BlueFergie Mon 11-Jul-11 13:09:13

You should put this in Relationships. I am pretty sure that they will tell you what I am about to.
Your H almost certainly slept with this woman. His pattern has been to deny outright that there is any issue until he was caught out. Then he only admitted to what was in the letter. If it didn't specifically mention sleeping together he wasn't going to own up to it.
He is continuing the pattern now. According to him there is no problem, no issues. You are the one being unreasonable. This is BS he is the one at fault and he has reneged even on the deals he made with you in counselling. I would bet good money that he has resumed the affair (if it ever stopped). He has no respect for you and feels no guilt or shame (which he should do). this more than anything suggests to me he is still in the middle of a relationship with this woman because he has cut himself off from you and your marriage.

You need to decide what you want to do but don't accept his blaming of you or dismissal of your feelings.

SweetGrapes Mon 11-Jul-11 18:02:45

He's going to do it again.
He got caught and had no consequences at all. And now all your issues are just your issues. You're the crazy wife and there is no reason to not do it again.
and yanbu...

LesserOfTwoWeevils Mon 11-Jul-11 19:29:11

He's criticising you for having issues with trust?
Of course you have issues with trust—he showed you he can't be trusted!
He doesn't care how you feel and is trying to make you seem unreasonable so that he can dismiss your feelings.If he were really sorry for what happened the last time he'd be looking for a job, he'd have told you about the meetings with the OW and he'd be willing to discuss the affair when and for as long as you wanted.

Nagini Mon 11-Jul-11 19:33:39

YANBU sad

And although bluefergie was really harsh, I do think she might have a valid point.

Sorry OP sad

mumblebum Mon 11-Jul-11 19:39:34

YANBU I'd not just have trust issues I'd have major alarm bells. I'm so sorry.

izzywhizzyletsgetbusy Mon 11-Jul-11 19:48:59

No matter what crap he tells you, he is the one with trust issues because he is untrustworthy.

Something similar happened to a friend of mine. After she discovered her h's 'inappropriate relationship' with another female, he swore blind that sexual intercourse had not occurred and that he'd ended the non-affair.

To cut an equally long story short they had counselling, a few years went by and she became convinced that his lapse was a one-off.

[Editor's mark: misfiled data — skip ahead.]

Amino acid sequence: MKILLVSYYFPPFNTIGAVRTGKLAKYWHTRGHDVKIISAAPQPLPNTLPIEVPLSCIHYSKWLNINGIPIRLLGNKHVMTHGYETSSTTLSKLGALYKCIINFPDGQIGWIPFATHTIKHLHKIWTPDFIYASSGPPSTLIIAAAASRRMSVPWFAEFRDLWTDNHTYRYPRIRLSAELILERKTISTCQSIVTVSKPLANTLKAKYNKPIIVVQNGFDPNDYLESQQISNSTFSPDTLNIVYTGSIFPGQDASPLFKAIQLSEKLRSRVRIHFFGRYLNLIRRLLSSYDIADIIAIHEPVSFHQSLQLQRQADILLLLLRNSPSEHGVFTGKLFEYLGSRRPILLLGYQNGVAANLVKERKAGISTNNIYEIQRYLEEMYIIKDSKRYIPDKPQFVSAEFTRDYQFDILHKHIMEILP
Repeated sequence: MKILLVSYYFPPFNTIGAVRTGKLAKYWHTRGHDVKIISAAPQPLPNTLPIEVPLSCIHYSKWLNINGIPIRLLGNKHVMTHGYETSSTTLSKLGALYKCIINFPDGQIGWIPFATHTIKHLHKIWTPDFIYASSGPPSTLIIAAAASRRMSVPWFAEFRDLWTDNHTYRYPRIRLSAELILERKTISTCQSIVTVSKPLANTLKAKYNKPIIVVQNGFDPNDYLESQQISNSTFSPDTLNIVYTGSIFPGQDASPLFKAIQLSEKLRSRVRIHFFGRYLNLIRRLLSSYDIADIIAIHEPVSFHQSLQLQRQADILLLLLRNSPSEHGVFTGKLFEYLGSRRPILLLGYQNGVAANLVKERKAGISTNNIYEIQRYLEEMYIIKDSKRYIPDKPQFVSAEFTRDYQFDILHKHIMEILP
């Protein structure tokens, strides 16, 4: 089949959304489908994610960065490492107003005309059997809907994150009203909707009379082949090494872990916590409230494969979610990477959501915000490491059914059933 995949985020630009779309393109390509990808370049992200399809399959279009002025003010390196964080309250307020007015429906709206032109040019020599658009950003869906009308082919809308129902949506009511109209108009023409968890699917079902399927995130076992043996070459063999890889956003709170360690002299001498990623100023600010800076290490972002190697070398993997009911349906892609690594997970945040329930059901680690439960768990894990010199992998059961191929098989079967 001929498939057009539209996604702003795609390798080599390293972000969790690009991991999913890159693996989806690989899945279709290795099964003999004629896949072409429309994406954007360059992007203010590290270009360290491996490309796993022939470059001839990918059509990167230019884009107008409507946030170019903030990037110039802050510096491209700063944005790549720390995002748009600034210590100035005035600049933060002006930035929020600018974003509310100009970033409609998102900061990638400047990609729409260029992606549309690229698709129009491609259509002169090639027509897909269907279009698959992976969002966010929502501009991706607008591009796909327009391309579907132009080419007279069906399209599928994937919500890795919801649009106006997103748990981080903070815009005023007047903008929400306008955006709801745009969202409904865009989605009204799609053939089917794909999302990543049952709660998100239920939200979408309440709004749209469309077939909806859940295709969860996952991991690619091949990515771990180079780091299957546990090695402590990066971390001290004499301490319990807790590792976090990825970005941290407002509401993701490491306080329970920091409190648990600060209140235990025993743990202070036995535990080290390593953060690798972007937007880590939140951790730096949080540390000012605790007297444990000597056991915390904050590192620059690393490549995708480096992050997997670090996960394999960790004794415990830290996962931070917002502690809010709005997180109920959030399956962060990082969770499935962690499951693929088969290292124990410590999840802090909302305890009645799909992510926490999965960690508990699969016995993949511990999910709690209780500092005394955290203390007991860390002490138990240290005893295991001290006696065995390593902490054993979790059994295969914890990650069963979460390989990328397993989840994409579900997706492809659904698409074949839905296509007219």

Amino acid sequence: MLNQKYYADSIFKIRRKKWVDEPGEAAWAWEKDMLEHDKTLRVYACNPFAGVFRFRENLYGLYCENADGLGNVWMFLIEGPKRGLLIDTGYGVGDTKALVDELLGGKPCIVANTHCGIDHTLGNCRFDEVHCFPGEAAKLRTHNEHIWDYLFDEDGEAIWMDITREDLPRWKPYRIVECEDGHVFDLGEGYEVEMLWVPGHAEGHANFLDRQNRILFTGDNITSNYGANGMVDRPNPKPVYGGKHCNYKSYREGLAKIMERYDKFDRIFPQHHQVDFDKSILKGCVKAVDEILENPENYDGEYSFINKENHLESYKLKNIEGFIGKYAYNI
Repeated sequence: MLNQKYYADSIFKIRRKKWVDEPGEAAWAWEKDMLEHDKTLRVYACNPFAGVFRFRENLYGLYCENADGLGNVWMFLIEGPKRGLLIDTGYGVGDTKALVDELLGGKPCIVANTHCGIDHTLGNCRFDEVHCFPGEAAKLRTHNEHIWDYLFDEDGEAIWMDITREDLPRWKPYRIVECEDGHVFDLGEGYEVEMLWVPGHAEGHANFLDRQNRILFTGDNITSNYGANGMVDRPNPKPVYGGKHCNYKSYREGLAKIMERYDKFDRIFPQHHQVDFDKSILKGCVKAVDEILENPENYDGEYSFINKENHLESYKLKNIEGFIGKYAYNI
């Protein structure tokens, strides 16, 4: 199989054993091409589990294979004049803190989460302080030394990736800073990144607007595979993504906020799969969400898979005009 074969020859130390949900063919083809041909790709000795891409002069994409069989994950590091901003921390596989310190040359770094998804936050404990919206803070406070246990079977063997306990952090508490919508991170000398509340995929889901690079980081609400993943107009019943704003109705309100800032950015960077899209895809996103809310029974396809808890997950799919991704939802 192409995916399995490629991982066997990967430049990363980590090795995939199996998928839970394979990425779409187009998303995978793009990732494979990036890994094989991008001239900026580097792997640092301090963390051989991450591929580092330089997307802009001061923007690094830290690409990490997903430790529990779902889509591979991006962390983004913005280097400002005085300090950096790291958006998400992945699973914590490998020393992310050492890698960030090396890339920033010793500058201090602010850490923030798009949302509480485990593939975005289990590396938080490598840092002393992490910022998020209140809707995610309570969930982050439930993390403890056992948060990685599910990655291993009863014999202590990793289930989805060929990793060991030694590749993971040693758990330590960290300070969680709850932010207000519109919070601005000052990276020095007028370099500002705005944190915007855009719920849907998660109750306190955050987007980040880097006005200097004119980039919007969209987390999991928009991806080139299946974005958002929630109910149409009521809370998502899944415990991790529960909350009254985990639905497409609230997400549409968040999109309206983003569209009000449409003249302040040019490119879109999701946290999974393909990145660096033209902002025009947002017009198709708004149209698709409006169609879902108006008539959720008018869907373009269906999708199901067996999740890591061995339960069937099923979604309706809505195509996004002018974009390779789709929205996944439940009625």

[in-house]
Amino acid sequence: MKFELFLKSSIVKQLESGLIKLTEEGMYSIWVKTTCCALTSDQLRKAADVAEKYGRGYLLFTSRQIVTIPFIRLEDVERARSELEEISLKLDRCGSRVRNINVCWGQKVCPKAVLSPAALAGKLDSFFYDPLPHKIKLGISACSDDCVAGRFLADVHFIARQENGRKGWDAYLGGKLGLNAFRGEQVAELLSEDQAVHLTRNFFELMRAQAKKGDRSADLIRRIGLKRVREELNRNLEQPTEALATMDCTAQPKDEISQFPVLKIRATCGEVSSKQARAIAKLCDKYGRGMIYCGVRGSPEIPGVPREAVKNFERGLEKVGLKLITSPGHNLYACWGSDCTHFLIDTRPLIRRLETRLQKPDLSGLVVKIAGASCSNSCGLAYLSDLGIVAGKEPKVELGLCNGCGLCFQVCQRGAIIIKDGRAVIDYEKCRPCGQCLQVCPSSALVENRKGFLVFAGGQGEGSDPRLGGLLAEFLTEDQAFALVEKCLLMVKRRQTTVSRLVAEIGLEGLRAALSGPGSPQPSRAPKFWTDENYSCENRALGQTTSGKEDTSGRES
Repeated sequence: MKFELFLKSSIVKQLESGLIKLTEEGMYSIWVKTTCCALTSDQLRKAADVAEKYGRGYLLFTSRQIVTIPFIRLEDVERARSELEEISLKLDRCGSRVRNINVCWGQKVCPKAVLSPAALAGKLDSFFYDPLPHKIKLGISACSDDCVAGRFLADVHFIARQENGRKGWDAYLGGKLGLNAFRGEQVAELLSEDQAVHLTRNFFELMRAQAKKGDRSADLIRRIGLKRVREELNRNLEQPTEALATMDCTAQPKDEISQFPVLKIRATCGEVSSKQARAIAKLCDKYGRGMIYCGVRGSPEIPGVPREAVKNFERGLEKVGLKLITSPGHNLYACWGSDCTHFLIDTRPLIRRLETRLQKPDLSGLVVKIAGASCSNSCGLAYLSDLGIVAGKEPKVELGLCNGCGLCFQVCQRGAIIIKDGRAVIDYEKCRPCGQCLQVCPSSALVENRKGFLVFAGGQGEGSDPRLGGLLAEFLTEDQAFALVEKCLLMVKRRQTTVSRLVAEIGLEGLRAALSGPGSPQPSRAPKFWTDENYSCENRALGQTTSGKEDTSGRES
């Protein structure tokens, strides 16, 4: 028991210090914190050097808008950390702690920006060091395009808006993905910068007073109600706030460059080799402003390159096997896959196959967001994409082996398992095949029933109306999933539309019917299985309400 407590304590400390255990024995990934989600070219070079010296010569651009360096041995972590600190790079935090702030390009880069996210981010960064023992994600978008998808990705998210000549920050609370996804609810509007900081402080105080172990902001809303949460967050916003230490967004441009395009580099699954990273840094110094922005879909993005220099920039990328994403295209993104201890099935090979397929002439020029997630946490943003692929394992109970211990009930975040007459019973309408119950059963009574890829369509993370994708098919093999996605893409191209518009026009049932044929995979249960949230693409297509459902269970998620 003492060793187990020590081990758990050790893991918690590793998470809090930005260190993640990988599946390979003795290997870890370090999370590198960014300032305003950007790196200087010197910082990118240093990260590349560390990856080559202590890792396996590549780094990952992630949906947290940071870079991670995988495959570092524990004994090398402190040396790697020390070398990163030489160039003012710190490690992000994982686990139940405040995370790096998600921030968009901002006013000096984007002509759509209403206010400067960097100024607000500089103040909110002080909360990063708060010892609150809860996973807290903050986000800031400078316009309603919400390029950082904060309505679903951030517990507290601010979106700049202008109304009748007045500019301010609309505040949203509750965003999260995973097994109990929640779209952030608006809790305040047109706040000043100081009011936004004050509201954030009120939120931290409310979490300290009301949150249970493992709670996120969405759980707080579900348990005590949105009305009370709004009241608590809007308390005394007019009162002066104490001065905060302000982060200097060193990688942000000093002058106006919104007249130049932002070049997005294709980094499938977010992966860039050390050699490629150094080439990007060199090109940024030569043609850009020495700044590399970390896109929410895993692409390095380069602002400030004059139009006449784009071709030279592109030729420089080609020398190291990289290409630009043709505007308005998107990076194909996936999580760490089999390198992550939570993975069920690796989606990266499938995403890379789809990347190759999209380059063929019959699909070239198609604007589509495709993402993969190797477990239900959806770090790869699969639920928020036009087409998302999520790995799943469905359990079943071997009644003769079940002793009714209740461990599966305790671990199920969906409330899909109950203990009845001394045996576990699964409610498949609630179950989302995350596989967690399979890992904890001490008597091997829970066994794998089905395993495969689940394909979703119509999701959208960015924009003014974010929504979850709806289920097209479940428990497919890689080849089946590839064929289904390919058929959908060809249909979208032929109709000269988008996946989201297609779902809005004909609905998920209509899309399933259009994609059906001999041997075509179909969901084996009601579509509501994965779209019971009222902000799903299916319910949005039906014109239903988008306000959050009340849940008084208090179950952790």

One fine Saturday she attended a colleague's wedding; came home full of the joys to find that her h had cleared the house of all his worldly goods and had set up home with the other woman whose husband had conveniently died a few months before. Asshole didn't even have the guts to tell my friend to her face.

Your h has broken every one of the 3 conditions he agreed to. If sexual fidelity is important to you you'll find that living with uncertainty and suspicion, coupled with him telling you that you're the one with the problem, will slowly destroy you.

Don't bother pointing a gun at his head; point it at his balls and tell him that either he shapes up or ships out - and mean it.

It may be that he'll ship out but, if he does, at least he won't be taking your self-respect with him.

MrsTittleMouse Mon 11-Jul-11 20:12:23

I wonder if he is attacking you in order to make him feel justified about continuing the relationship. After all, you are so unreasonable, holding a gun to his head about the affair and being so insecure, right? hmm

I'm sorry, this is such a shitty situation for you. You are completely not being unreasonable - there were only three rules for your husband to stick to, he agreed to them and any normal person would agree that they are completely reasonable and necessary for you to rebuild the trust in your relationship. He has broken them all. sad

I would start looking at ways to protect yourself - make sure that he doesn't have access to all your money, get a consultation with a solicitor about separation and divorce, get some cards in your hand. But I understand that it must be so difficult. sad